About the project
In many jurisdictions, persons with mental disorders can be admitted to hospital and treated against their will in situations where they pose a risk to themselves or others. These justifications are often taken for granted.
Mindful of Salus, the Roman goddess of well-being and security, the Bochum SALUS project will explore the nature and normative force of service user well-being and the security of third parties in the context of coercive interventions.
The Bochum SALUS project aims to determine under which conditions (if any) considerations of well-being and security can justify coercive interventions and to prevent potential conflicts between autonomy, well-being and security by integrating explicit consideration of the latter two values into the advance care planning process. In the course of the project, we will
- identify implications of recent autonomy-enhancing policy measures for the well-being of service users and the security of third parties;
- examine the attitudes of mental health professionals, service users and the general public toward coercive interventions in psychiatry;
- determine under which conditions, if any, involuntary interventions are morally justifiable;
- improve the quality of psychiatric advance directives by integrating an explicit consideration of issues surrounding well-being and security into the advance care planning process; and
- assess and evaluate the opportunities and challenges of self-binding directives and explore possibilities for implementation in Germany.
The SALUS project takes an innovative bottom-up approach in which conceptual and normative analyses are informed by, and closely interlinked with, qualitative and quantitative empirical research. The method at a project-level is reflective equilibrium. This method consists in a deliberative process of working up and down from considered judgments about specific cases to moral principles governing these cases.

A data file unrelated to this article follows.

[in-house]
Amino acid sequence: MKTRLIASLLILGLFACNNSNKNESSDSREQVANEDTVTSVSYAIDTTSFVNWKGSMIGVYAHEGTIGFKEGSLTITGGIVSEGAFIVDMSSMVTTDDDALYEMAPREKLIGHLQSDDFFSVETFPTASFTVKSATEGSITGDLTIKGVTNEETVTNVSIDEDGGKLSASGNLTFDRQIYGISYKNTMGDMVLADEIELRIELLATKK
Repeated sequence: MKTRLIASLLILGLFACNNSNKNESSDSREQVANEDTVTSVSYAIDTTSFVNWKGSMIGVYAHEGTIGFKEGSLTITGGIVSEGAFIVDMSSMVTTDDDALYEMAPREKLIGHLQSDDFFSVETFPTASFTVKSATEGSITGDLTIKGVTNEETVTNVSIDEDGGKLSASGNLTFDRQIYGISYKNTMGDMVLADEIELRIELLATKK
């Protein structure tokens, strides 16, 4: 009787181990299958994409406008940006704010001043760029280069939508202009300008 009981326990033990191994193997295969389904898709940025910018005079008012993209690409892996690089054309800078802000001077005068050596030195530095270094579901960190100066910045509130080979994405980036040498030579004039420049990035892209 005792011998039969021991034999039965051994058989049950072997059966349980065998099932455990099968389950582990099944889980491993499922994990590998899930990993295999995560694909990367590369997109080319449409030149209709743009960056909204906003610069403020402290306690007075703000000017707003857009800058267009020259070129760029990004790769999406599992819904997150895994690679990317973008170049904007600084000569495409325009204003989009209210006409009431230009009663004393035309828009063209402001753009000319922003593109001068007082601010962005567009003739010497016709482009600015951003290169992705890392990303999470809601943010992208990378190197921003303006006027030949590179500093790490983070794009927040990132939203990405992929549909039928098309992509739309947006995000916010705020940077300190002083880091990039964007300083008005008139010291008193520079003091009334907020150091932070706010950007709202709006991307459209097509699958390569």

The project derives fundamental moral principles from legal documents and stakeholders’ attitudes and investigates considered judgments about individual cases by adopting an empirical bioethics approach. Empirical bioethics consists of the systematic study of stakeholders’ moral beliefs about bioethical issues by means of methods of the social sciences. The empirical bioethics branch will be operationalized using a mixed-method approach of qualitative and quantitative methods.
The questions of the SALUS project will be addressed in four workstreams, each encompassing various empirical, ethical and conceptual studies:
I. Well-being, security and coercion in general psychiatry
II. Ethical challenges in forensic psychiatry
III. Improving the advance care planning process
IV. Opportunities and challenges of self-binding directives
SALUS is funded by the German Ministry for Education and Research (BMBF) as an independent research group in the field of ethical, legal and social aspects of modern life sciences. The research group builds a bridge between the Institute for Medical Ethics and History of Medicine of the Ruhr University Bochum and the Department of Psychiatry, Psychotherapy and Preventive Medicine at the LWL University Hospital of the Ruhr University Bochum.
We are supported by national and international collaboration partners and advisory board members who are all leading experts in their field.